My take: Haskins is the top prospect in this class if he decides to declare.  He has potential, but not all experts are on-board with Haskins being a safe day 1 pick.  Being a one year starter removes the consistency and improvements some experts like to see year-to-year for quarterbacks worthy of an early round 1 pick.  As a Dolphins fan, if you’re wanting a quarterback to start day 1, this is one of the players you’ll want to keep an eye on. It’s likely Miami would need to trade up for a player like Haskins if they decide he is worth the gamble.

Projection: Round 1

 

Daniel Jones

Strong enough arm for the NFL and mobile.  Accurate at all levels but lacks consistency or experience in anything outside of a quick passing game.

My take:  Jones has climbed draft boards this year.  Miami will need to implement an offensive scheme to play to his strengths, the quick passing game.  A more complex system like the one ex-head coach Adam Gase featured likely won’t align well to Jones’ strengths.  Where we’re at today, it’s looking like Jones will be available when Miami selects at #13. Where Jones is a decent quarterback prospect, if Miami is targeting a high-ceiling prospect, it may be best to look over Jones, and truly at that point, look more towards the 2020 draft.  I’ll also add, which may not bode well with Miami fans, when I see Jones, I think of Ryan Tannehill.

Projection: Round 1-2

 

Drew Lock

Strong arm but can show some inconsistent accuracy across the field — still, mostly accurate at all levels.  Appears to have issues processing the field. Solid pocket presence. True boom or bust prospect.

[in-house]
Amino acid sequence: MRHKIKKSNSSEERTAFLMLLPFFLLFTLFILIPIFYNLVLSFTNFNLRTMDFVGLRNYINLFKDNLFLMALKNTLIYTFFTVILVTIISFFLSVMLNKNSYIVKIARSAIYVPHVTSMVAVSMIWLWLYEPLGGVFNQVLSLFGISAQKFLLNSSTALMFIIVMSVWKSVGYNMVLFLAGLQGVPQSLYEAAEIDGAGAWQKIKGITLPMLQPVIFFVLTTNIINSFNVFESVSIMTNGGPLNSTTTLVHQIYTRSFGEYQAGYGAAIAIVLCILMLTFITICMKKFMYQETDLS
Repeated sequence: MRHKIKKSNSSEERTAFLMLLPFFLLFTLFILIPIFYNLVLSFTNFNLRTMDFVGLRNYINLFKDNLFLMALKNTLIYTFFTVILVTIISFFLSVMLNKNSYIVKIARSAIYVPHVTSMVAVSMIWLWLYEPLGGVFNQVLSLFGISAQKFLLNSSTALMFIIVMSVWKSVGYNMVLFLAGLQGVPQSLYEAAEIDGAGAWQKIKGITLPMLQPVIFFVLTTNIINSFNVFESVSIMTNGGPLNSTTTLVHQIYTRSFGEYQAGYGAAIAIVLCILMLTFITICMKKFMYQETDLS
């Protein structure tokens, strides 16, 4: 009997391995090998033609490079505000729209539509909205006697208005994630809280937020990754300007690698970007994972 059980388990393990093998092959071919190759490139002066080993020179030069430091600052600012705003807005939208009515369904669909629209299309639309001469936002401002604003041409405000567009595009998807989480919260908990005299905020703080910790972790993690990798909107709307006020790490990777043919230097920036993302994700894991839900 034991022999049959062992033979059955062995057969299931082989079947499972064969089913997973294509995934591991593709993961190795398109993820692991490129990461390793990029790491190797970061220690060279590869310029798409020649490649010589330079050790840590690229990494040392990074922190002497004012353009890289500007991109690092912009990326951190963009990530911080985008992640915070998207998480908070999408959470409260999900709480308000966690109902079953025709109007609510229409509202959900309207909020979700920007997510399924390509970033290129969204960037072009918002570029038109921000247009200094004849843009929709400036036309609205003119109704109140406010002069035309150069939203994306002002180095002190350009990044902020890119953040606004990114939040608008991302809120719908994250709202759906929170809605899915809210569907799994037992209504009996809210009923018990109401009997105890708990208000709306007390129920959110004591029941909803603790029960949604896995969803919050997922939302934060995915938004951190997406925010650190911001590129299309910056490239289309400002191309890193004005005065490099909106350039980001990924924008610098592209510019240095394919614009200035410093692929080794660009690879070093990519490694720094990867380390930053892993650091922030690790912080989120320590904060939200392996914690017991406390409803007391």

My take: Intriguing quarterback who was hyped coming into this year.  He didn’t show the improvement you’d like to see in a four-year starter, but he has potential and could be something special in this league.  Due to his inconsistent play game-to-game and lack of major improvement in his four years at Missouri, it’s likely he falls more in the “bust” category when it’s all said and done.  He could be worth a day 2 pick for Miami if scouts find the high-end potential is there.

Projection: Rounds 1-2

 

Will Grier

Mid-level arm talent in regards to accuracy and strength but could improve with mechanical adjustments.  Smart, consistent player with ability to extend plays with his legs (for better or worse).

My take: “Freelancer” is a great term to describe Grier.  He has shown he can make almost every throw. For those who despise current Dolphins quarterback, Ryan Tannehill, for his lack of pocket awareness, a quarterback like Grier may be more to your liking.  To add on, he’d compare more to Jay Cutler as a player than Ryan Tannehill. He’ll want a coach who can help him improve his mechanics and design a scheme to fit his strengths, but Grier shows some potential for the next level.  Like most quarterbacks who’d be selected in this range, he’ll need a year or two on the bench for he’ll be ready to contribute.

Projection: Rounds 2-3

 

Easton Stick